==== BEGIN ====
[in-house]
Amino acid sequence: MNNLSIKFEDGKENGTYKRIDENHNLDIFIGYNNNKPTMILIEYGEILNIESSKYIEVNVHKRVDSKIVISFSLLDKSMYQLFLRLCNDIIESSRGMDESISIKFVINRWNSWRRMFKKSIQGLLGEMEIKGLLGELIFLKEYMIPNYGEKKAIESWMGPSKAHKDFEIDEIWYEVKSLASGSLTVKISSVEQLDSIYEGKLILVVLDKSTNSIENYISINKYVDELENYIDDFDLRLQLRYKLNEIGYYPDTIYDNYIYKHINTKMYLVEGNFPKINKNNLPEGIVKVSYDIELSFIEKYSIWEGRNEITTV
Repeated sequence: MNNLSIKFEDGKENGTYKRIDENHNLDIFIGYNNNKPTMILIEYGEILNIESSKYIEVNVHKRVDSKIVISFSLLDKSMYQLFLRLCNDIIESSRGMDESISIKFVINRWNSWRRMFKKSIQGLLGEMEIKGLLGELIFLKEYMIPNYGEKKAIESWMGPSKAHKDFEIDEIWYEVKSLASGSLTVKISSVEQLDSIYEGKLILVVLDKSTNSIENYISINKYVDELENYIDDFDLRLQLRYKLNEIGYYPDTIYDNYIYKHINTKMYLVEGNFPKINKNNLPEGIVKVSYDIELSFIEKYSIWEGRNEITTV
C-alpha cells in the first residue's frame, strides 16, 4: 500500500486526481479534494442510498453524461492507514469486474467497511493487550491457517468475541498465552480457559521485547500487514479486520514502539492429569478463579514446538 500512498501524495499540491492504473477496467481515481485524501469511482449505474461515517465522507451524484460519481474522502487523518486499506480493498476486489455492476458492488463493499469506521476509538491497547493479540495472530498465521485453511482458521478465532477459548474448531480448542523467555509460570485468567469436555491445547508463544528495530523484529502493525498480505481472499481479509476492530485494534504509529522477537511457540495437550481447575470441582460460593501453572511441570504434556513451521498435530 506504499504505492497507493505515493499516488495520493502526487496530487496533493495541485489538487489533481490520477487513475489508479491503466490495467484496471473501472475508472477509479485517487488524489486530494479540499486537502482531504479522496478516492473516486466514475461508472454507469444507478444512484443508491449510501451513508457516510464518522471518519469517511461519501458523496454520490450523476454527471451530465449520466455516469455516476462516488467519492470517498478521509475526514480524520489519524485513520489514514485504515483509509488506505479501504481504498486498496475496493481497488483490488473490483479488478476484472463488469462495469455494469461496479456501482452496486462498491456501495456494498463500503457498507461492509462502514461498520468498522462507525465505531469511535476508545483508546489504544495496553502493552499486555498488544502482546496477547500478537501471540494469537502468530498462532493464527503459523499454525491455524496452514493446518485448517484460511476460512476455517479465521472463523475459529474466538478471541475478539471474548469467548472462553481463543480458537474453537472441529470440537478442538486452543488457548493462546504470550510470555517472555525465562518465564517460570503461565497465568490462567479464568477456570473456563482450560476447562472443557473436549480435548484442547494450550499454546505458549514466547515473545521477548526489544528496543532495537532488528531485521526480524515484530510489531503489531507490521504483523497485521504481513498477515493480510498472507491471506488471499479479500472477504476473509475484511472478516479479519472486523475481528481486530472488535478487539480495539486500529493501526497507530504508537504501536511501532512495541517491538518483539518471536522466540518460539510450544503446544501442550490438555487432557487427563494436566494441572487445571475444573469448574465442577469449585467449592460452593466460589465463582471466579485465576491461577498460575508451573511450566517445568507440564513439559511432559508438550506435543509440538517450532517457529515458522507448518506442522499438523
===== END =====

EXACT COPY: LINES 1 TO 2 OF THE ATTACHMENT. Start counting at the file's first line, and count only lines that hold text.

[in-house]
Amino acid sequence: MNNLSIKFEDGKENGTYKRIDENHNLDIFIGYNNNKPTMILIEYGEILNIESSKYIEVNVHKRVDSKIVISFSLLDKSMYQLFLRLCNDIIESSRGMDESISIKFVINRWNSWRRMFKKSIQGLLGEMEIKGLLGELIFLKEYMIPNYGEKKAIESWMGPSKAHKDFEIDEIWYEVKSLASGSLTVKISSVEQLDSIYEGKLILVVLDKSTNSIENYISINKYVDELENYIDDFDLRLQLRYKLNEIGYYPDTIYDNYIYKHINTKMYLVEGNFPKINKNNLPEGIVKVSYDIELSFIEKYSIWEGRNEITTV